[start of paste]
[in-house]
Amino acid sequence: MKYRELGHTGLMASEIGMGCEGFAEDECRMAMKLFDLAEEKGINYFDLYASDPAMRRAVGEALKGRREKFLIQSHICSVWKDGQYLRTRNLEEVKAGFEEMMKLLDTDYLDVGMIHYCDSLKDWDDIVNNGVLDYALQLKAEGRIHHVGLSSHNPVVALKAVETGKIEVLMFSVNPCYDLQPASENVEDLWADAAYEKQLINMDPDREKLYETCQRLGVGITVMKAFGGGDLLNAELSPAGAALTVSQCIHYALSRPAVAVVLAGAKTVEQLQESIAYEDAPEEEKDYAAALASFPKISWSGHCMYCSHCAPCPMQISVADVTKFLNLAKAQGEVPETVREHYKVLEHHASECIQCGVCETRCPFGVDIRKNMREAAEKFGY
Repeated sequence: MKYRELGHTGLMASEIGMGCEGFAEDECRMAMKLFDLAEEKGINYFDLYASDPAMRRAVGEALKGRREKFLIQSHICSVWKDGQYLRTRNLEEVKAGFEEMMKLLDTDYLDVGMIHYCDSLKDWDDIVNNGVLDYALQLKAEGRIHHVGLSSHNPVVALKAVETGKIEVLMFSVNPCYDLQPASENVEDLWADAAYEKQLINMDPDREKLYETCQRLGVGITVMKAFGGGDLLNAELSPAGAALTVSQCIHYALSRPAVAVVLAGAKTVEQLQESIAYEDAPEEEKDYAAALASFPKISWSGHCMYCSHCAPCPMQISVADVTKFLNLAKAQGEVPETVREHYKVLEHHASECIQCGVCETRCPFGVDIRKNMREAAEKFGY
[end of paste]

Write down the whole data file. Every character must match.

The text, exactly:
[in-house]
Amino acid sequence: MKYRELGHTGLMASEIGMGCEGFAEDECRMAMKLFDLAEEKGINYFDLYASDPAMRRAVGEALKGRREKFLIQSHICSVWKDGQYLRTRNLEEVKAGFEEMMKLLDTDYLDVGMIHYCDSLKDWDDIVNNGVLDYALQLKAEGRIHHVGLSSHNPVVALKAVETGKIEVLMFSVNPCYDLQPASENVEDLWADAAYEKQLINMDPDREKLYETCQRLGVGITVMKAFGGGDLLNAELSPAGAALTVSQCIHYALSRPAVAVVLAGAKTVEQLQESIAYEDAPEEEKDYAAALASFPKISWSGHCMYCSHCAPCPMQISVADVTKFLNLAKAQGEVPETVREHYKVLEHHASECIQCGVCETRCPFGVDIRKNMREAAEKFGY
Repeated sequence: MKYRELGHTGLMASEIGMGCEGFAEDECRMAMKLFDLAEEKGINYFDLYASDPAMRRAVGEALKGRREKFLIQSHICSVWKDGQYLRTRNLEEVKAGFEEMMKLLDTDYLDVGMIHYCDSLKDWDDIVNNGVLDYALQLKAEGRIHHVGLSSHNPVVALKAVETGKIEVLMFSVNPCYDLQPASENVEDLWADAAYEKQLINMDPDREKLYETCQRLGVGITVMKAFGGGDLLNAELSPAGAALTVSQCIHYALSRPAVAVVLAGAKTVEQLQESIAYEDAPEEEKDYAAALASFPKISWSGHCMYCSHCAPCPMQISVADVTKFLNLAKAQGEVPETVREHYKVLEHHASECIQCGVCETRCPFGVDIRKNMREAAEKFGY